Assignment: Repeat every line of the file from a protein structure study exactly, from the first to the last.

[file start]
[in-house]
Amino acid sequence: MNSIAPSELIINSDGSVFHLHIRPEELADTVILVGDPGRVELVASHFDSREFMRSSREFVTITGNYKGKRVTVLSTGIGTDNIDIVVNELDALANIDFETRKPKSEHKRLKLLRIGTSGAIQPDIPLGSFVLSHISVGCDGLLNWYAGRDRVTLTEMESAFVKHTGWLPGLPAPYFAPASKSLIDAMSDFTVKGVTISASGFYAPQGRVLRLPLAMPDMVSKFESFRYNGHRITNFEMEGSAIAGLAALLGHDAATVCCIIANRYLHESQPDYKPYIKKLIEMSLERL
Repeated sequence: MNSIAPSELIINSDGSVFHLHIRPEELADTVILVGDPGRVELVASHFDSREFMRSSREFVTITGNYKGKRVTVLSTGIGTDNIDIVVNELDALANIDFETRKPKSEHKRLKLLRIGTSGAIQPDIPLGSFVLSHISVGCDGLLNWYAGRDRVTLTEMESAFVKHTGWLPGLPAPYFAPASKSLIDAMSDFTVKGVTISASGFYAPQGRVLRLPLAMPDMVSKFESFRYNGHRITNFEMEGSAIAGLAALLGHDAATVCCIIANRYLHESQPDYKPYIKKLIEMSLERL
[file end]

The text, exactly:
[in-house]
Amino acid sequence: MNSIAPSELIINSDGSVFHLHIRPEELADTVILVGDPGRVELVASHFDSREFMRSSREFVTITGNYKGKRVTVLSTGIGTDNIDIVVNELDALANIDFETRKPKSEHKRLKLLRIGTSGAIQPDIPLGSFVLSHISVGCDGLLNWYAGRDRVTLTEMESAFVKHTGWLPGLPAPYFAPASKSLIDAMSDFTVKGVTISASGFYAPQGRVLRLPLAMPDMVSKFESFRYNGHRITNFEMEGSAIAGLAALLGHDAATVCCIIANRYLHESQPDYKPYIKKLIEMSLERL
Repeated sequence: MNSIAPSELIINSDGSVFHLHIRPEELADTVILVGDPGRVELVASHFDSREFMRSSREFVTITGNYKGKRVTVLSTGIGTDNIDIVVNELDALANIDFETRKPKSEHKRLKLLRIGTSGAIQPDIPLGSFVLSHISVGCDGLLNWYAGRDRVTLTEMESAFVKHTGWLPGLPAPYFAPASKSLIDAMSDFTVKGVTISASGFYAPQGRVLRLPLAMPDMVSKFESFRYNGHRITNFEMEGSAIAGLAALLGHDAATVCCIIANRYLHESQPDYKPYIKKLIEMSLERL